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For any $n\in\mathbb{N}$ let $S_n$ denote the set of all permutations (bijective maps) $\pi:\{1,\ldots, n\} \to \{1,\ldots,n\}$. For $\pi \in S_n$ we set $$\text{fix}(\pi) = \{x\in \{1,\ldots, n\}: \pi(x) = x\}.$$

For any $n\in \mathbb{N}$ the expected value of the number of fixed points of a randomly chosen element of $S_n$ is $$E_n := \frac{1}{n!}\sum_{\pi\in\S_n} |\text{fix}(\pi)|.$$

Is the real sequence $(E_n)_{n\in\mathbb{N}}$ bounded? If not, what are the values of $\lim_{n\to\infty}\frac{E_n}{n}$ and $\lim_{n\to\infty}\frac{E_n}{\log n}$?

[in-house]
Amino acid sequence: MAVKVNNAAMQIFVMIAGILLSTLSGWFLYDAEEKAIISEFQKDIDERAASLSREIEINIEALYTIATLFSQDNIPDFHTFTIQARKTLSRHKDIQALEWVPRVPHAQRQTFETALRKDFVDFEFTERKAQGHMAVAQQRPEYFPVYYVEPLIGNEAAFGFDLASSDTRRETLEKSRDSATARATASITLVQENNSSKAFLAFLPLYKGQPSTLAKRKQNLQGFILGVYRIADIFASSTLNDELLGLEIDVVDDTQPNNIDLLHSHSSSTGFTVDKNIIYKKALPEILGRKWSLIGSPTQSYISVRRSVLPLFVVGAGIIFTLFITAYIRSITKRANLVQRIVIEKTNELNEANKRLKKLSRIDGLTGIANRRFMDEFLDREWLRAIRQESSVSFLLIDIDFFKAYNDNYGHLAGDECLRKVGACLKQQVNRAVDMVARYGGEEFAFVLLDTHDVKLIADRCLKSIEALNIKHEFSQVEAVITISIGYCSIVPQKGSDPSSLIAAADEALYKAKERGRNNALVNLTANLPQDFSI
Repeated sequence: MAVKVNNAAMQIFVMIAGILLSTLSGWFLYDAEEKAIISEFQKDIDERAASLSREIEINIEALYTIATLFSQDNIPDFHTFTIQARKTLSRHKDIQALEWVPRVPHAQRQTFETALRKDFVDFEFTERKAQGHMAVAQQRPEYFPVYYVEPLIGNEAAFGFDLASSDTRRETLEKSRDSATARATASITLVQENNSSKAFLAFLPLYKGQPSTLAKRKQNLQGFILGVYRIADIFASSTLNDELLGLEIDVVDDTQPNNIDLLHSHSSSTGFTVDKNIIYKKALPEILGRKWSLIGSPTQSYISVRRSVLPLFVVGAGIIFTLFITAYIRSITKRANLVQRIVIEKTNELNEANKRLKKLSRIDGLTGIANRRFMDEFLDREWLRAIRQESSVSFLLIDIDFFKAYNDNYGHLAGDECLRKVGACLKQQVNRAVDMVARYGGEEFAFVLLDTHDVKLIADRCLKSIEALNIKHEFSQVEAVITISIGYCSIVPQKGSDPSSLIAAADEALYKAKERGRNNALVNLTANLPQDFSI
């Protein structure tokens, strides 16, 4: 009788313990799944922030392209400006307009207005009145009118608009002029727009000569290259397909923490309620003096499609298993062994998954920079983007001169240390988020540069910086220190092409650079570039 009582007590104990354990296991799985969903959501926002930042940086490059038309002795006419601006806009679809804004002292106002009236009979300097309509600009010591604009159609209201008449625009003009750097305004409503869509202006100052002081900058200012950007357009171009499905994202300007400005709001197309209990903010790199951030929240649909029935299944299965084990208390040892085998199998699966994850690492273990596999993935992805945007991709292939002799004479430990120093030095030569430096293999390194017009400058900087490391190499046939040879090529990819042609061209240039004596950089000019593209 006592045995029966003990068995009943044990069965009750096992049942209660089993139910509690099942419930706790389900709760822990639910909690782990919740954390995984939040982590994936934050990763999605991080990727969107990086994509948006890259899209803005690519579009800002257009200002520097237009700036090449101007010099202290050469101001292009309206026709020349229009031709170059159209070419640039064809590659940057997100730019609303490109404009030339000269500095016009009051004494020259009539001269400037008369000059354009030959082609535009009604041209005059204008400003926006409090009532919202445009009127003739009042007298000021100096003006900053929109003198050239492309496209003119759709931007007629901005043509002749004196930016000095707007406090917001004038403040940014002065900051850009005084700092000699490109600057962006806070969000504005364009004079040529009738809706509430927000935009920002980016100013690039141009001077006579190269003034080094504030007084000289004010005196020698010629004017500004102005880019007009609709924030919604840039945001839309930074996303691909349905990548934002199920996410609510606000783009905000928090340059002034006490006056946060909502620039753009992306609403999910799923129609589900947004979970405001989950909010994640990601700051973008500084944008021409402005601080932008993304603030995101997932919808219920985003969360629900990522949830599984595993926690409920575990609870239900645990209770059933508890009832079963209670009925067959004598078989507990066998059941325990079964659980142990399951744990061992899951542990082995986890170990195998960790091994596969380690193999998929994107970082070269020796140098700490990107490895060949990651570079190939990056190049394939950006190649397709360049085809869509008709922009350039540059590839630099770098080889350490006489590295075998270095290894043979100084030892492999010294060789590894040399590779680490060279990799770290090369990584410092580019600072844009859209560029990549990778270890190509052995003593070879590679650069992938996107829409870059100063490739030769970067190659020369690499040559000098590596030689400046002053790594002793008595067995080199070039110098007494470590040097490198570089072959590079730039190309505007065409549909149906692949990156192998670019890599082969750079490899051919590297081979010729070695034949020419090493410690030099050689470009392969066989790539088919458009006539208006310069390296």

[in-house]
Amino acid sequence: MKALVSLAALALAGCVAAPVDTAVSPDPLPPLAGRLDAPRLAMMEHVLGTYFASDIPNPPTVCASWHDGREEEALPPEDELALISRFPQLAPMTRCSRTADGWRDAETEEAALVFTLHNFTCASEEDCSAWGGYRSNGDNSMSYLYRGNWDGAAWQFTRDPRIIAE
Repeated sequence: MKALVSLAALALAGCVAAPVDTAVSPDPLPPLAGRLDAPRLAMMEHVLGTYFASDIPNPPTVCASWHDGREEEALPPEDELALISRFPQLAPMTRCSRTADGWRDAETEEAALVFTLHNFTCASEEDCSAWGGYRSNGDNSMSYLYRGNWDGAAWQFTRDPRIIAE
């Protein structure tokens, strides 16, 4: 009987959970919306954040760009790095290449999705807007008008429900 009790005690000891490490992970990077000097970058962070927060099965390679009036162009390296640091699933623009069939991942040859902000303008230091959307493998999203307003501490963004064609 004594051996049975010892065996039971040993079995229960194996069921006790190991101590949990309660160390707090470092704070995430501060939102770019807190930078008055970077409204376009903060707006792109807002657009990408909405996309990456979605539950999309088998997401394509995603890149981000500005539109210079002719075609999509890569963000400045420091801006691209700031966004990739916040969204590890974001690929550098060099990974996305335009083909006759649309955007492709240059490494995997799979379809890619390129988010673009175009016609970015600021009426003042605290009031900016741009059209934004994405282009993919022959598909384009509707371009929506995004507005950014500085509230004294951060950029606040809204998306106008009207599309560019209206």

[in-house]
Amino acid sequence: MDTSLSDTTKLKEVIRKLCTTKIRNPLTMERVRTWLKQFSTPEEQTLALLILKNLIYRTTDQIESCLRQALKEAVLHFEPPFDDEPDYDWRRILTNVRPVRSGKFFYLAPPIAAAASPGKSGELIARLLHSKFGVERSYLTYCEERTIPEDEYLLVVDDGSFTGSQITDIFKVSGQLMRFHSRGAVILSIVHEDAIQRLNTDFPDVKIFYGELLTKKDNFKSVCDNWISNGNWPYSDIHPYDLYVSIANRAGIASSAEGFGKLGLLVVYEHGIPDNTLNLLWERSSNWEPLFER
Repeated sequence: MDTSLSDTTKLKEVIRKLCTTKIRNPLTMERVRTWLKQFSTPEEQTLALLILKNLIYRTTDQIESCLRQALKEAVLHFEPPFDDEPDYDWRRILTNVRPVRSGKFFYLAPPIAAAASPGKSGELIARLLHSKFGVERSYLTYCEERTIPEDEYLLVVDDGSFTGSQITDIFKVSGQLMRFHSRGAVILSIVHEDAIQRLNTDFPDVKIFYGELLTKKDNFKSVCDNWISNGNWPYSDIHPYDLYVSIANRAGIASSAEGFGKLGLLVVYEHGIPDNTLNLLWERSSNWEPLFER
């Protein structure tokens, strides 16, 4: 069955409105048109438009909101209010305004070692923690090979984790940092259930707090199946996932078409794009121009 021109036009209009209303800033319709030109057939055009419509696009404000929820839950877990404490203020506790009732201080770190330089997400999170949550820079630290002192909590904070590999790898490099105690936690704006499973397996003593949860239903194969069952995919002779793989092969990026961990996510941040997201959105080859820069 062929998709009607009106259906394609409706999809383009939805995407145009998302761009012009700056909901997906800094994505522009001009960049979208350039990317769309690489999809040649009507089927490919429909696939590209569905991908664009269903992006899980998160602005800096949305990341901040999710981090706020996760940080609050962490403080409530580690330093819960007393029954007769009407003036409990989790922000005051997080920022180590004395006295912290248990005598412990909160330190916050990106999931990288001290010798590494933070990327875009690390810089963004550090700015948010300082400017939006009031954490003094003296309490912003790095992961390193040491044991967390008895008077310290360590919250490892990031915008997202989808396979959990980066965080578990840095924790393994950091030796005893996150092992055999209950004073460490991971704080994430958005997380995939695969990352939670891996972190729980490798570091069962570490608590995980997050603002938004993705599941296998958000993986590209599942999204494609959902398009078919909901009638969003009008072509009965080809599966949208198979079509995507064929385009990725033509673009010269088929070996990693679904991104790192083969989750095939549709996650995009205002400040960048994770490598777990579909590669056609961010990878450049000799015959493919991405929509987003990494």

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    $\begingroup$ Not only is it bounded, it is constant. The probability that a particular symbol is fixed by a random permutation is clearly $1/n$. By linearity of expectation, the expected number of symbols fixed is $n \cdot 1/n = 1$. (This also follows from Burnside's lemma.) $\endgroup$ – lambda Jul 18 '17 at 14:51
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$E_n=1$, it is well known and easy to prove by double counting: for any specific point $x$, it is fixed for $(n-1)!$ permutations, now sum up by $x$.

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